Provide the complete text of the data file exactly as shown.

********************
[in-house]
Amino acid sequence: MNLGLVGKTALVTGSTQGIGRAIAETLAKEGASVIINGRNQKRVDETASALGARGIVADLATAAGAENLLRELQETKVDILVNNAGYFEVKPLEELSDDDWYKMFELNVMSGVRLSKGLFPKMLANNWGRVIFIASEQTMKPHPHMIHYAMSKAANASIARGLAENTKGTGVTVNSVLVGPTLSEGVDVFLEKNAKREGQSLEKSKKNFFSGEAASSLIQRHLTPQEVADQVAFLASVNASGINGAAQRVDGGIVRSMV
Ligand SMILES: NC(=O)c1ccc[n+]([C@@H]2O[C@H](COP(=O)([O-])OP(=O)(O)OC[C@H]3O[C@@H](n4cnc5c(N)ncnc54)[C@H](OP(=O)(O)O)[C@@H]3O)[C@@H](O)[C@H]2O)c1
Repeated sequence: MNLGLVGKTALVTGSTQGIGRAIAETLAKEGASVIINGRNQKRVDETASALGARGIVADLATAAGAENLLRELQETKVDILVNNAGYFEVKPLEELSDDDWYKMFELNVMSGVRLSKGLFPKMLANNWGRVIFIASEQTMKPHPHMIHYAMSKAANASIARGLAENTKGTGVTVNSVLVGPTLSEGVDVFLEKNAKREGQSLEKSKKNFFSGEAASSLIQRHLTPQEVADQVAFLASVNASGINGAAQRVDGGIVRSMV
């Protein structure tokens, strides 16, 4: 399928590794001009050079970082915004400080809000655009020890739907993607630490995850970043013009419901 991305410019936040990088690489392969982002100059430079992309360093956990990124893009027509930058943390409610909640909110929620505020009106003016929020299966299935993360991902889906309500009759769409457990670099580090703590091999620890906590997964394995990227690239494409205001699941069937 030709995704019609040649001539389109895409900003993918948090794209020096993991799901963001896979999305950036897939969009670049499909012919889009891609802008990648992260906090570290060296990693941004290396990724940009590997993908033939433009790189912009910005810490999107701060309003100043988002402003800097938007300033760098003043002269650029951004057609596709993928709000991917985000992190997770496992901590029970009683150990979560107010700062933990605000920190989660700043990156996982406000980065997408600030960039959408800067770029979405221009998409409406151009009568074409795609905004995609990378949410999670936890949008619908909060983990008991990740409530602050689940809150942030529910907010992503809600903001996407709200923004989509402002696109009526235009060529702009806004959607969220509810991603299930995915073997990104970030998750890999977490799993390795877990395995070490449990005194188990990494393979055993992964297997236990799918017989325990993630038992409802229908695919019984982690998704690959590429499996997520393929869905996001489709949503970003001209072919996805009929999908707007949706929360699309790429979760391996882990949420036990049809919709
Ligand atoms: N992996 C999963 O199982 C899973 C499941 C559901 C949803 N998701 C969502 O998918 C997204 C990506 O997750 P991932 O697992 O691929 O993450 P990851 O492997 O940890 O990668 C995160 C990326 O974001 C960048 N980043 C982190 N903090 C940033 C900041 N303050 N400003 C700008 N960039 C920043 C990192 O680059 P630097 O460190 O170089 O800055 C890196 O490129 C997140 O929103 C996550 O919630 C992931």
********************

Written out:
[in-house]
Amino acid sequence: MNLGLVGKTALVTGSTQGIGRAIAETLAKEGASVIINGRNQKRVDETASALGARGIVADLATAAGAENLLRELQETKVDILVNNAGYFEVKPLEELSDDDWYKMFELNVMSGVRLSKGLFPKMLANNWGRVIFIASEQTMKPHPHMIHYAMSKAANASIARGLAENTKGTGVTVNSVLVGPTLSEGVDVFLEKNAKREGQSLEKSKKNFFSGEAASSLIQRHLTPQEVADQVAFLASVNASGINGAAQRVDGGIVRSMV
Ligand SMILES: NC(=O)c1ccc[n+]([C@@H]2O[C@H](COP(=O)([O-])OP(=O)(O)OC[C@H]3O[C@@H](n4cnc5c(N)ncnc54)[C@H](OP(=O)(O)O)[C@@H]3O)[C@@H](O)[C@H]2O)c1
Repeated sequence: MNLGLVGKTALVTGSTQGIGRAIAETLAKEGASVIINGRNQKRVDETASALGARGIVADLATAAGAENLLRELQETKVDILVNNAGYFEVKPLEELSDDDWYKMFELNVMSGVRLSKGLFPKMLANNWGRVIFIASEQTMKPHPHMIHYAMSKAANASIARGLAENTKGTGVTVNSVLVGPTLSEGVDVFLEKNAKREGQSLEKSKKNFFSGEAASSLIQRHLTPQEVADQVAFLASVNASGINGAAQRVDGGIVRSMV
């Protein structure tokens, strides 16, 4: 399928590794001009050079970082915004400080809000655009020890739907993607630490995850970043013009419901 991305410019936040990088690489392969982002100059430079992309360093956990990124893009027509930058943390409610909640909110929620505020009106003016929020299966299935993360991902889906309500009759769409457990670099580090703590091999620890906590997964394995990227690239494409205001699941069937 030709995704019609040649001539389109895409900003993918948090794209020096993991799901963001896979999305950036897939969009670049499909012919889009891609802008990648992260906090570290060296990693941004290396990724940009590997993908033939433009790189912009910005810490999107701060309003100043988002402003800097938007300033760098003043002269650029951004057609596709993928709000991917985000992190997770496992901590029970009683150990979560107010700062933990605000920190989660700043990156996982406000980065997408600030960039959408800067770029979405221009998409409406151009009568074409795609905004995609990378949410999670936890949008619908909060983990008991990740409530602050689940809150942030529910907010992503809600903001996407709200923004989509402002696109009526235009060529702009806004959607969220509810991603299930995915073997990104970030998750890999977490799993390795877990395995070490449990005194188990990494393979055993992964297997236990799918017989325990993630038992409802229908695919019984982690998704690959590429499996997520393929869905996001489709949503970003001209072919996805009929999908707007949706929360699309790429979760391996882990949420036990049809919709
Ligand atoms: N992996 C999963 O199982 C899973 C499941 C559901 C949803 N998701 C969502 O998918 C997204 C990506 O997750 P991932 O697992 O691929 O993450 P990851 O492997 O940890 O990668 C995160 C990326 O974001 C960048 N980043 C982190 N903090 C940033 C900041 N303050 N400003 C700008 N960039 C920043 C990192 O680059 P630097 O460190 O170089 O800055 C890196 O490129 C997140 O929103 C996550 O919630 C992931």